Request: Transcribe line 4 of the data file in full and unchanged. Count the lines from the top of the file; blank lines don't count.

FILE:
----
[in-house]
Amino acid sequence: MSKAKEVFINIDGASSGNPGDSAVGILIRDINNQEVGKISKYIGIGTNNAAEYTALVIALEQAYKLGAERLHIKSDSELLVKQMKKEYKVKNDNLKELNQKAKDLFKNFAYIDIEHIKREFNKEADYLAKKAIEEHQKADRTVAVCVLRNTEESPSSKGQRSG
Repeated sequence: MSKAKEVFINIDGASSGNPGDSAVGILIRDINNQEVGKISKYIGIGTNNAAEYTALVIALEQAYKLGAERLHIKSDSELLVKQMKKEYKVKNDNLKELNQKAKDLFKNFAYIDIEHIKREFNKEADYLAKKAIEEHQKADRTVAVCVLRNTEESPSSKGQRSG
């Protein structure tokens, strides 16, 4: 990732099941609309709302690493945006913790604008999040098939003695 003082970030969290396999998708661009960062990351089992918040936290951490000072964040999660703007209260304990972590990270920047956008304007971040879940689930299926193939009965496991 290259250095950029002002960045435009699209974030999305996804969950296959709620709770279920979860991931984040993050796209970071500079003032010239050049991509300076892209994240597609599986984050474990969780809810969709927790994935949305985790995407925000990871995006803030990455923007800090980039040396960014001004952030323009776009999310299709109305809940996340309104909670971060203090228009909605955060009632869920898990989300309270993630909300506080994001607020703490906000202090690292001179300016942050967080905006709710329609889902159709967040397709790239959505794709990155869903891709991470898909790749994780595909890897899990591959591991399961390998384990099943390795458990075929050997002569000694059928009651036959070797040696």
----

């Protein structure tokens, strides 16, 4: 990732099941609309709302690493945006913790604008999040098939003695 003082970030969290396999998708661009960062990351089992918040936290951490000072964040999660703007209260304990972590990270920047956008304007971040879940689930299926193939009965496991 290259250095950029002002960045435009699209974030999305996804969950296959709620709770279920979860991931984040993050796209970071500079003032010239050049991509300076892209994240597609599986984050474990969780809810969709927790994935949305985790995407925000990871995006803030990455923007800090980039040396960014001004952030323009776009999310299709109305809940996340309104909670971060203090228009909605955060009632869920898990989300309270993630909300506080994001607020703490906000202090690292001179300016942050967080905006709710329609889902159709967040397709790239959505794709990155869903891709991470898909790749994780595909890897899990591959591991399961390998384990099943390795458990075929050997002569000694059928009651036959070797040696």